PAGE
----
4 Matching Results

Willis Library will be without power on Tuesday, August 20, 2019 from 5:00-7:00 AM CDT. All websites and web services will be down during this period.

Search Results

Advanced search parameters have been applied.

Sodium Waste Technology : a Summary Report

Description: The Sodium Waste Technology (SWT) Program was established to resolve long-standing issues regarding disposal of sodium-bearing waste and equipment. Comprehensive SWT research programs investigated a variety of approaches for either removing sodium from sodium-bearing items, or disposal of items containing sodium residuals. The most successful of these programs was the design, test, and the production operation of the Sodium Process Demonstration Facility at ANL-W. The technology used was a series of melt-drain-evaporate operations to remove nonradioactive sodium from sodium-bearing items and then converting the sodium to storable compounds.
Date: January 1987
Creator: Abrams, C. S. & Witbeck, L. C.
Partner: UNT Libraries Government Documents Department

Extraction and Recovery of Plutonium and Americium from Nitric Acid Waste Solutions by the TRUEX Process : Continuing Development Studies

Description: This report summarizes the work done to date on the application of the TRUEX solvent extraction process for removing and separately recovering plutonium and americium from a nitric acid waste solution containing these elements, uranium, and a complement of inert metal ions. This simulated waste stream is typical of a raffinate from a tributyl phosphate (TBP)-based solvent extraction process for removing uranium and plutonium from dissolved plutonium-containing metallurgical scrap. The TRUEX process solvent in these experiments was a solution of TBP and octyl(phenyl)-N,N-diisobutylcarbamoylmethylphosphine oxide (CMPO) dissolved in carbon tetrachloride. A flowsheet was designed on the basis of measured batch distribution ratios to reduce the TRU content of the solidified raffinate to less than or equal to 10 nCi/g and was tested in a countercurrent experiment performed in a 14-stage Argonne-model centrifugal contractor. The process solvent was recycled without cleanup. An unexpectedly high evaporative loss of CCl4 resulted in concentration of the active extractant, CMPO, to nearly 0.30M in the solvent. Results are consistent with this higher CMPO concentration. The raffinate contained only 2 nCi/g of TRU, but the higher CMPO concentration resulted in reduced effectiveness in the stripping of americium from the solvent. Conditions can be easily adjusted to give high yields and good separation of americium and plutonium. Experimental studies of the hydrolytic and gamma-radiolytic degradation of the TRUEX-CCl4 showed that solvent degradation would be (1) minimal for a year of processing this typical feed, which contained no fission products, and (2) could be explained almost entirely by hydrolytic and radiolytic damage to TBP. Even for gross amounts of solvent damage, scrubbing with aqueous sodium carbonate solution restored the original americium extraction and stripping capability of the solvent.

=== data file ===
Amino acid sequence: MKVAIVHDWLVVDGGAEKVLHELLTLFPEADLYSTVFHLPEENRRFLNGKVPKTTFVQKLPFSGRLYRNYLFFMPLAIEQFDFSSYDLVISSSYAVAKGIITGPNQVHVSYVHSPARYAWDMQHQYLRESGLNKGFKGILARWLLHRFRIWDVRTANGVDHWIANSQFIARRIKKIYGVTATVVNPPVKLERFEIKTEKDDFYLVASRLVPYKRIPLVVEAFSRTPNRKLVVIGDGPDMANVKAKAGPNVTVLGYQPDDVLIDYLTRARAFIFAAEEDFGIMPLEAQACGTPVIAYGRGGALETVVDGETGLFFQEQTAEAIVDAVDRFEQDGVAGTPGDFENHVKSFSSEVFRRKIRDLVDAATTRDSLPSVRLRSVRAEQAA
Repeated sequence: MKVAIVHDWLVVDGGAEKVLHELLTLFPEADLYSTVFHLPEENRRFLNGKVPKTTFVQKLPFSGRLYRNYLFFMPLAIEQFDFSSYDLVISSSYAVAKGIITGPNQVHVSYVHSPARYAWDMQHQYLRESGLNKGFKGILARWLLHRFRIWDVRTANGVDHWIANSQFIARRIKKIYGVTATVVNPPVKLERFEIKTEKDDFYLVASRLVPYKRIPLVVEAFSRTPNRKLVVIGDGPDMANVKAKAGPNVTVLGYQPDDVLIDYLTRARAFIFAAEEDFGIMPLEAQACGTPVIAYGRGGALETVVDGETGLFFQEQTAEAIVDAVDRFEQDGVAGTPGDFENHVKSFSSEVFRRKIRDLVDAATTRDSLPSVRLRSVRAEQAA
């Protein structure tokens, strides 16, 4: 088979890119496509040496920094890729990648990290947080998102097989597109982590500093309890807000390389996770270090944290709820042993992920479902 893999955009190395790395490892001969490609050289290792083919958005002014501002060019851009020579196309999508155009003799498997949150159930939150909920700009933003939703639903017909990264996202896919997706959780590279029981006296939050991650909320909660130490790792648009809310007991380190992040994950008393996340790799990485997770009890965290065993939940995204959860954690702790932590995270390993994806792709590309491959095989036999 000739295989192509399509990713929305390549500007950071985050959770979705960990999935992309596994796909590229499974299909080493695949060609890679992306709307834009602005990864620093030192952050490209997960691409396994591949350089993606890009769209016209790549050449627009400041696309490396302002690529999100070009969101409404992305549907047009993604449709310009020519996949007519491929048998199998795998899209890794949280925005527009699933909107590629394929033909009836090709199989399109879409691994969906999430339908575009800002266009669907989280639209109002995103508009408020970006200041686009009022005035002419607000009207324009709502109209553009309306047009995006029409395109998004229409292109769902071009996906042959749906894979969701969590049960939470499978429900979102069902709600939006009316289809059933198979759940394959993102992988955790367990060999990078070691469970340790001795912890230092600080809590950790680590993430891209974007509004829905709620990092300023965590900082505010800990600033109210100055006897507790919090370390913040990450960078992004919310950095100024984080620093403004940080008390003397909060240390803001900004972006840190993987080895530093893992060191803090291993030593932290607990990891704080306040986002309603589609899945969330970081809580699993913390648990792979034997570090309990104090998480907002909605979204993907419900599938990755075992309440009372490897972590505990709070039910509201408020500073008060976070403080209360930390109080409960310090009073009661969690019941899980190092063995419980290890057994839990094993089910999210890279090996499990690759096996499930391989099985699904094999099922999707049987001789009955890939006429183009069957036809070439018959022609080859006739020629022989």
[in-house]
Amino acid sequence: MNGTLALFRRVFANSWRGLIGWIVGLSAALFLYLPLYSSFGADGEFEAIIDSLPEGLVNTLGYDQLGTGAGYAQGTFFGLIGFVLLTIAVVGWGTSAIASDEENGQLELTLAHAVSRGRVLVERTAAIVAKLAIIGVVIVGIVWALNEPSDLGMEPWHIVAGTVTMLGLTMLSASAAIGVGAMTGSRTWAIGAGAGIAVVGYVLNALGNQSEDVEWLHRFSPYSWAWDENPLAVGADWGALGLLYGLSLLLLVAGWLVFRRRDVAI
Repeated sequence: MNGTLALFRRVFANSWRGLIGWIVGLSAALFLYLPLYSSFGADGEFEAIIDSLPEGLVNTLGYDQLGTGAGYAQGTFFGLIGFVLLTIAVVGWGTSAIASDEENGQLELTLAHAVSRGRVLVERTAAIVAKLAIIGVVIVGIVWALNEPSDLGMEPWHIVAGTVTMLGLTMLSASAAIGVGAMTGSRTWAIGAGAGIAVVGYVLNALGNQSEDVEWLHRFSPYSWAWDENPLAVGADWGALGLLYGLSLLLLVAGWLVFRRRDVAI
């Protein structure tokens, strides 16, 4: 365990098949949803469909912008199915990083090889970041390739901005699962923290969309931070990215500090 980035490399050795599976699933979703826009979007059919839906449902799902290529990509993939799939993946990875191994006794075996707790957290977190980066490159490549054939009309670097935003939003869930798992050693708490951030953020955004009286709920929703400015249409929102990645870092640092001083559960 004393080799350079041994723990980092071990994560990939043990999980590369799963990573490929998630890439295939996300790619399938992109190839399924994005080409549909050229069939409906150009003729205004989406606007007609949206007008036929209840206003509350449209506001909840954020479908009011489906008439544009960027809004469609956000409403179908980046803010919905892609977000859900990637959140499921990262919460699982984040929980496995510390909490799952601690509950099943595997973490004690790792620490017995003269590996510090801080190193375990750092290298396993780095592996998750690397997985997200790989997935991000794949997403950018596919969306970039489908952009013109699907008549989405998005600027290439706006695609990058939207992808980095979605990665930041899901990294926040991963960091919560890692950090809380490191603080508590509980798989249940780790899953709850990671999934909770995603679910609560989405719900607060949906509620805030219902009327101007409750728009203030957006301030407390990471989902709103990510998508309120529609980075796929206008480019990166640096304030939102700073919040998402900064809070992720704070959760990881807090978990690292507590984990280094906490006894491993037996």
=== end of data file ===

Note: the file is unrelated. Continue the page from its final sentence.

Date: September 1985
Creator: Leonard, R. A.; Vandegrift, G. F.; Kalina, D. G.; Fischer, D. F.; Bane, R. W.; Burris, L. et al.
Partner: UNT Libraries Government Documents Department

Separation of Rubidium from Irradiated Aluminum-Encapsulated Uranium

Description: A procedure was developed for separating rubidium from irradiated aluminum encapsulated uranium. The separations procedure produces a final ultra-high purity rubidium chloride product for subsequent high performance mass spectrometric analysis. The procedure involves first removing most of the macro-components and fission products by strong base anion exchange using, first, concentrated HCl, then oxalic acid media and second, selectively separating rubidium from alkaline-earth ions and other alkali-metal ions, including cesium, using Bio-Rex-40 cation-exchange resin. The resultant rubidium chloride is then put through a final vacuum sublimation step. Ultra-pure reagents and specially clean glassware are used throughout the procedure to minimize contamination by naturally-occurring rubidium.
Date: January 1982
Creator: Horwitz, E. P.; Schmitz, F. J. & Rokop, D. J.
Partner: UNT Libraries Government Documents Department

Compatibility of Technologies with Regulations in the Waste Management of H-3, I-129, C-14, and Kr-85: Part 1, Initial Information Base

Description: This report summarizes the information base that was collected and reviewed in preparation for carrying out an analysis of the compatibility with regulations of waste management technologies for disposal of Hydrogen-3, Iodine-129, Carbon-14, and Krypton-85. Based on the review of this literature, summaries are presented here of waste-form characteristics, packaging, transportation, and disposal methods. Also discussed are regulations that might apply to all operations involved in disposal of the four nuclides, including the processing of irradiated fuel in a fuel reprocessing plant, packaging, storage, transport, and final disposal. The compliance assessment derived from this information is reported in a separate document.
Date: August 1983
Creator: Trevorrow, L. E.; Vandegrift, G. F.; Kolba, V. M. & Steindler, M. J.
Partner: UNT Libraries Government Documents Department